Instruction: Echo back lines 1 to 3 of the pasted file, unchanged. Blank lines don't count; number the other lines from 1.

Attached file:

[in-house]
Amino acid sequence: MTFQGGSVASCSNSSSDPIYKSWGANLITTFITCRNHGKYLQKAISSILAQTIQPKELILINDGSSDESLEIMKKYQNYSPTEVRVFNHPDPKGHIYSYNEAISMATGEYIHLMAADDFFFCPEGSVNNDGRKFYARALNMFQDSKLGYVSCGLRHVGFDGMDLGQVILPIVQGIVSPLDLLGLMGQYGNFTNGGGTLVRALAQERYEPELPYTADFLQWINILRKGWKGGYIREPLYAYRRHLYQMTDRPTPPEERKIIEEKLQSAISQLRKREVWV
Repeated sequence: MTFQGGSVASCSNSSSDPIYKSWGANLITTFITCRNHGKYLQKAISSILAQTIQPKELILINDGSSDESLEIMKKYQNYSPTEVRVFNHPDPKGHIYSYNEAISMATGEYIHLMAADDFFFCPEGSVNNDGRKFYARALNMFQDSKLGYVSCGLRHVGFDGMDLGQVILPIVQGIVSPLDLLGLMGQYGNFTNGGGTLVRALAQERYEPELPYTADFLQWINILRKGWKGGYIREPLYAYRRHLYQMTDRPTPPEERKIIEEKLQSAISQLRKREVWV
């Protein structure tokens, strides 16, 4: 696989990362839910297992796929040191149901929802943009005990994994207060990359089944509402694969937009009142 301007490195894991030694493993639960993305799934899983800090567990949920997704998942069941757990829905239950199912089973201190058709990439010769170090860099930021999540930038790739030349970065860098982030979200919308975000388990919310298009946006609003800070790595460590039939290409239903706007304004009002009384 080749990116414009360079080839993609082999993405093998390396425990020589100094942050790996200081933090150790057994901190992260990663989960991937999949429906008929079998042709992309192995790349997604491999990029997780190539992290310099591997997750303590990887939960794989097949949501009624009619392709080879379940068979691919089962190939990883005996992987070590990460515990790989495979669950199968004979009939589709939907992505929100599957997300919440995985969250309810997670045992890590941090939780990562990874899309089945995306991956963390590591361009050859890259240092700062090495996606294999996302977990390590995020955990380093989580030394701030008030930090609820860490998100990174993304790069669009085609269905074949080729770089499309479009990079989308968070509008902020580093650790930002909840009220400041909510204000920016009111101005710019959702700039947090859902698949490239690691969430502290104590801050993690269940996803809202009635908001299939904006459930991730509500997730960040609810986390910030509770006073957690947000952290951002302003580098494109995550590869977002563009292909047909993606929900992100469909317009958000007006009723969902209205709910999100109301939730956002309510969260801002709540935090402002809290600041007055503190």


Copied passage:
[in-house]
Amino acid sequence: MTFQGGSVASCSNSSSDPIYKSWGANLITTFITCRNHGKYLQKAISSILAQTIQPKELILINDGSSDESLEIMKKYQNYSPTEVRVFNHPDPKGHIYSYNEAISMATGEYIHLMAADDFFFCPEGSVNNDGRKFYARALNMFQDSKLGYVSCGLRHVGFDGMDLGQVILPIVQGIVSPLDLLGLMGQYGNFTNGGGTLVRALAQERYEPELPYTADFLQWINILRKGWKGGYIREPLYAYRRHLYQMTDRPTPPEERKIIEEKLQSAISQLRKREVWV
Repeated sequence: MTFQGGSVASCSNSSSDPIYKSWGANLITTFITCRNHGKYLQKAISSILAQTIQPKELILINDGSSDESLEIMKKYQNYSPTEVRVFNHPDPKGHIYSYNEAISMATGEYIHLMAADDFFFCPEGSVNNDGRKFYARALNMFQDSKLGYVSCGLRHVGFDGMDLGQVILPIVQGIVSPLDLLGLMGQYGNFTNGGGTLVRALAQERYEPELPYTADFLQWINILRKGWKGGYIREPLYAYRRHLYQMTDRPTPPEERKIIEEKLQSAISQLRKREVWV